Success Story- Market Segmentation
Publication date: 2006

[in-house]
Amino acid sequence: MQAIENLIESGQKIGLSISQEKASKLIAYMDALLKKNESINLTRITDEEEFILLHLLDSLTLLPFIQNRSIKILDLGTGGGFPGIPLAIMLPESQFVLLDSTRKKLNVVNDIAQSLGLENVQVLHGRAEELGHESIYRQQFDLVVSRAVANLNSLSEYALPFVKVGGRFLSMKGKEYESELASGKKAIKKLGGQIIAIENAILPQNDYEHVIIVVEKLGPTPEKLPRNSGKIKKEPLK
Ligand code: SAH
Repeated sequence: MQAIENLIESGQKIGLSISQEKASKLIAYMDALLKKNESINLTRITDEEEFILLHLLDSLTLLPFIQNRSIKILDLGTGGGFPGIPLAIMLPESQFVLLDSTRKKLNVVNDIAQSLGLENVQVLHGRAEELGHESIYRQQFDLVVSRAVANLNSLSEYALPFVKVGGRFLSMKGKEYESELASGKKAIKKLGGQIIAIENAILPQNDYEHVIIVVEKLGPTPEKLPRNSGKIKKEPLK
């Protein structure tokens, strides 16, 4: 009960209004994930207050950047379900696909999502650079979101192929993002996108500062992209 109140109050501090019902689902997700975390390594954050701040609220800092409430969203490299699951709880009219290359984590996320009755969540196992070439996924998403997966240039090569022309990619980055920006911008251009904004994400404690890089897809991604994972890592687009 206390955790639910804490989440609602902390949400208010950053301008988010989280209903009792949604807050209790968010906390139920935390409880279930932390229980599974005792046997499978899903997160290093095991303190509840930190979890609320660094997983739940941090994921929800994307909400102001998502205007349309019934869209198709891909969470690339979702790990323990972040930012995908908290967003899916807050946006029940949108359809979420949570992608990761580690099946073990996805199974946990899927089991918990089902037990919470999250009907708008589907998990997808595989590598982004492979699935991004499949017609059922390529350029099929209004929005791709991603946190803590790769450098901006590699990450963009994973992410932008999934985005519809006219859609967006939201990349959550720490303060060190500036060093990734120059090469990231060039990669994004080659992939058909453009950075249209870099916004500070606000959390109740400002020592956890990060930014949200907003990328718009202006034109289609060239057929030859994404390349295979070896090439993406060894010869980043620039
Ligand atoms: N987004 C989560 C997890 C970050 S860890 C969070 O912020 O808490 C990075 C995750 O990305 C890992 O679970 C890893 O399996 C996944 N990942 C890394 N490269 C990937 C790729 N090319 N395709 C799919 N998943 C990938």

SUCCESS STORY Market Segmentation Helping Target the Right Programs to the Right Clients A pharmacy in rural Ghana promotes family planning with a poster on the door. The unmet need for modern contra- ception in Ghana is estimated to be as high as 34 percent. To help develop a strategy for reducing this figure, market segmentation analysis has been used to identify which age groups and geographic groups have the highest unmet need. This publication was produced for review by the United States Agency for International Development. It was prepared by the DELIVER project. In 2001, the Interim Working Group on Commodity Security es- timated that public-sector family planning programs in the devel- oping world were U.S.$24 million shy of meeting contraceptive demand and that steady funding increases would be needed to avoid a potential shortfall of U.S.$210 million by 2015. Initial advocacy efforts to address the widening funding gap were primarily focused on donors. But much greater attention is now being paid to a whole-market approach that emphasizes a ra- tional balance between the roles of the public sector, nongov- ernmental organizations, social marketing companies, and the private sector in providing contraceptives to clients. DELIVER’s work on market segmentation is helping countries identify which types of family planning providers can best meet the needs of different population groups, especially to ensure that public- sector programs successfully concentrate on the most eco- nomically vulnerable contraceptive users. Market Segmentation Analysis: How? Market segmentation analysis involves dividing a country’s cur- rent and potential contraceptive users into subgroups, each of which has specific characteristics and family planning needs. This helps contraceptive providers develop different strategies for marketing commodities and service delivery. The subgroups can reflect a combination of socioeconomic factors. Usually, they are based on people’s ability to purchase contraceptives and their probable willingness to spend personal funds on fam- ily planning. “The family planning market can be segmented in a variety of ways, and there is no best approach,” explained David Sarley, DELIVER’s Deputy Director for Resource Mobilization. Sarley partnered with Commercial Marketing Strategies in 2003 to as- sess Bangladesh’s contraceptive market. “In the case of Bang- ladesh, we used cross-tabulation to segment the family planning market, primarily along socioeconomic and geographic lines,” Sarley added. Lacking access to information on actual house- hold expenditures in Bangladesh, the research team sought to classify people’s standard of living on the basis of their ownership of certain household items, including a fan, television, and car; dwelling features that are related to wealth status, such as materials used in their resi- dence for flooring, walls, and roofing; type of drinking water source; type of toilet facilities; and other characteristics, such as electricity in the home. These data were obtained from the Demographic and Health Surveys and applied to an asset-based wealth index developed by ORC Macro and the World Bank. This method of analysis ultimately enabled the team to divide the country’s married women of reproductive age into five evenly sized socioeconomic groups (quintiles), from poorest (Q1) to wealthi- est (Q5). When a clear picture of wealth distribution in a country is available, it is possible to do the type of follow-on analysis illustrated in figure 1. Among other things, the graph shows that roughly 42 percent of rural women from higher economic quintiles (with greater purchasing power) still access free and subsidized oral contraceptives from public-sector sources. Market Segmentation Analysis: Why? “A market segmentation study is not an attempt to explain why things are the way they are, but rather it is a tool that fits into the policymaking process,” said Raja Rao, DELIVER’s Policy Advisor. Market segmentation studies are generally conducted as part of developing a comprehensive strategy to attain contraceptive security in a country, which is said to exist when people are able to choose, obtain, and use quality contraceptives whenever they need them. A key to contraceptive security is the long-term financial sustainability of family planning pro- grams, including the private sector (also referred to as the unsubsidized commercial sector), social marketing, government, and nongovernmental organizations (NGOs). Con- traceptive security can be improved by reducing duplication of effort among the different types of providers, such as cases in which wealthier ru- ral contraceptive users in Bangladesh, Bolivia, and Nicaragua appeared as likely to access free commodities from the public sector as they were to purchase them from nongovernmental or commercial distributors. Figure 1: Oral Contraceptive Sources Accessed by Bangladeshi Women (by Economic Quintile) SUCCESS STORY 2 Although a common motivation for market seg- mentation analysis is to facilitate strategy mak- ing for a better match between programs and users, the more specific purposes for these studies still vary. “A study should respond to the needs of client countries and, admittedly, does not always provide data that lead to a viable solution,” suggested Rao. Several recent analy- ses illustrate the range of client country needs— • Facing a progressive phaseout of USAID support for contraceptive procurement, a 2005 market segmentation study was com- pleted to help the Bolivian government un- derstand how it can best target public provision of services and commodities to reach those most in need, while ensuring that proper incentives are created for NGOs and the private sector to participate as well. The analysis highlighted the importance of ensuring that poorer rural women have ac- cess to publicly provided injectable methods, which are not available in private rural phar- macies. Additionally, the study highlights the replacement of long-term methods with in- jections, over time, and the potential market of users interested in long-term methods. • In Ghana, where most segments of the popu- lation cannot be expected realistically to pay private-sector contraceptive prices, one goal of a 2005 market segmentation study was to identify age groups and geographic groups suffering high levels of unmet need for family planning services and commodities. • In addition to examining contraceptive use, the authors of the 2003 market segmenta- tion study in Bangladesh examined people’s ability and willingness to pay for family planning services, primarily as a tool for de- termining how contraceptives can best be priced and marketed. • With insufficient funding to meet country- wide contraceptive needs, Romania (see text box) used market segmentation analy- sis to plan the targeted expansion of public family planning services primarily by provid- ing free supplies to the rural poor. Newly trained family planning doctors provided free supplies to the rural poor. Romania Using Market Segmentation to Inform Program Planning In the early 1990s, Romania had one of the highest abortion rates in Europe, contributing to high mater- nal mortality rates as well. This not only represented a significant public health problem but also was seen as an impediment to the country’s accession to the European Union. Embarking on an ambitious pro- gram to expand family planning coverage, the Ro- manian government was faced with a problem. While there was a clear necessity for free public- sector contraceptives, public resources were not sufficient to fund the needs of the whole country. The POLICY II project conducted a market segmentation analysis that showed that considerable levels of un- met need for modern contraceptives prevailed throughout Romania, but a much larger percentage of potential family planning users in urban areas than in rural areas were likely to be both willing and able to pay commercial contraceptive prices. In in- terpreting these results, DELIVER consultants ad- vised that free public supplies should be targeted at rural family planning clinics and a number of de- pressed urban centers, and that the private sector should meet family planning needs in other urban centers. Doctors in the specified locations were trained in family planning provision, a public information and education campaign was initiated, and a corre- sponding commodity distribution system was put into place. As a result, the contraceptive prevalence rate (the percentage of women in union, ages 15–49, who are using or whose partners are using a mod- ern form of contraception) has continued to grow in Romania, increasing from 13.9 percent in 1993 to 38.2 percent in 2004. Between the first quarter of 2002 and the third quarter of 2002, the number of oral pill users rose from 223,000 to 264,000 in the private sector. And, growth was even more spec- tacular in the public sector during the same period, increasing from 8,000 to 74,000. SUCCESS STORY 3 In thinking about the numerous ways data from market segmentation analyses have been used in different environments, Rao offered another idea. “There’s also a sense of equity. Those who can pay for contraceptives should pay, es- pecially because it enhances the public sector’s ability to provide free or highly subsidized sup- plies to the poorest users,” he said. “In Nicaragua, it became clear through analysis of the results of the market segmentation study that NGOs have an enormous opportunity to capture current users of public-sector facilities who have the ability to pay for services. Also, the Nicaraguan Social Security Institute, which covers a significant proportion of women of re- productive age in the formal sector, could ex- tend the benefit package to include family planning and, thereby, reduce the burden of the Ministry of Health, which is providing contracep- tion free of charge to anyone seeking services,” pointed out Wendy Abramson, the DELIVER Latin America and Caribbean (LAC) Regional Contraceptive Security Initiative Coordinator. By redistributing family planning services among various sectors and providers, countries can be more efficient, as well as effective, at getting contraceptive products to the most vulnerable groups. Market Segmentation Analysis: Using the Results A common result of market segmentation analy- sis has been greater recognition by the public, nongovernmental organizations, and private sectors of the value of using a whole-market approach to fulfill a country’s demand for family planning. “Analysis has been a useful tool for bringing the three sectors together, sometimes for the first time,” said Sarley. “Our work in Bangladesh allowed the different partners to develop a better appreciation of what each one had to offer.” This work, as in Romania, showed that more users could be reached through ra- tional sharing of the contraceptive market among all family planning providers. “Market segmentation studies in Latin America, including, most recently, those conducted in Nicaragua and in Bolivia, have resulted in con- crete action planning on the part of national contraceptive security committees to con- sciously analyze and plan for targeted interven- tions by each of the sectors involved. For example, results gleaned from the studies in Nicaragua and Bolivia have led ministries of health, social security institutes, and NGOs to focus their services on both selected popula- tions as well as geographic areas and method mix,” pointed out Nora Quesada, the DELIVER LAC Regional Director. In a number of countries, whole-market groups have been created as a subsection of already- existing contraceptive security committees. Whole-market groups can foster the develop- ment of a coordinated response to meeting cli- ent contraceptive needs. Experience in a number of countries has shown that it is chal- lenging to ensure that public and social market- ing programs do not crowd out the private sector, and that better coordination can reap benefits for all partners— • More effective targeting of public contracep- tives in Romania has resulted in significant increases in coverage in rural areas and as- sociated increases in contraceptive use. Improvements in public-sector provision has created a halo effect, sparking markedly higher sales in the private sector by increasing public awareness about product availability. • A Hungarian pharmaceutical company, Gideon Richter, is providing low-cost oral contraceptives in the Ukraine that, analysis suggests, are affordable even to rural women in poorer segments. Discussions with the Ministry of Health and other part- ners are focusing on how to ensure that public subsidies do not erode this market segment to avoid putting a greater burden on the public sector. • Tremendous progress has been made in Bangladesh but establishing a whole-market group has been difficult. Turnover of senior civil servants at the Ministry of Health has meant that the private and nongovernmental sectors frequently need to work with new partners to demonstrate that a whole- SUCCESS STORY 4 market approach is mutually beneficial to the public and private sectors. Effective col- laboration is often hindered by fear that the private sector will take over the role of the public sector. • In Ghana, the presentation of a market segmentation analysis to the multisector contraceptive security coordinating commit- tee resulted in the creation of a whole- market working group. For the first time, the providers (the public, private, and social marketing sectors) have established a regu- lar forum to discuss how to best serve dif- ferent socioeconomic groups. The Ghana Social Marketing Foundation, for example, has identified a new market opportunity for oral pills and injectables at a price well be- low the private sector but high enough to recover all costs. The Ghana Ministry of Health has also begun implementing a pol- icy to raise the unit prices of public-sector contraceptives to correspond to the ability of clients to pay while preserving an exemption policy for the very poor. • In Nicaragua, the Contraceptive Security Subcommittee on Market Segmentation has been working with various stakeholders, in- cluding the Ministry of Health and the Social Security Institute, to better identify how gov- ernment can provide an essential package of contraceptives while allowing both NGOs, not-for-profits, and the private commercial sector to provide differentiated products to those with an ability to pay. Want More Information? To find a section devoted to market segmenta- tion, go to the Commodity Security page of DELIVER’s web site (www.deliver.jsi.com). SUCCESS STORY 5 The author’s views expressed in this publication do not necessarily reflect the views of the United States Agency for International Development or the United States Government. DELIVER John Snow, Inc. 1616 North Ft. Myer Drive, 11th Floor Arlington, VA 22209 USA Tel: 703-528-7474 Fax: 703-528-7480 www.deliver.jsi.com Market Segmentation Analysis: How? Market Segmentation Analysis: Why? Romania Using Market Segmentation to Inform Program Planning Market Segmentation Analysis: Using the Results Want More Information?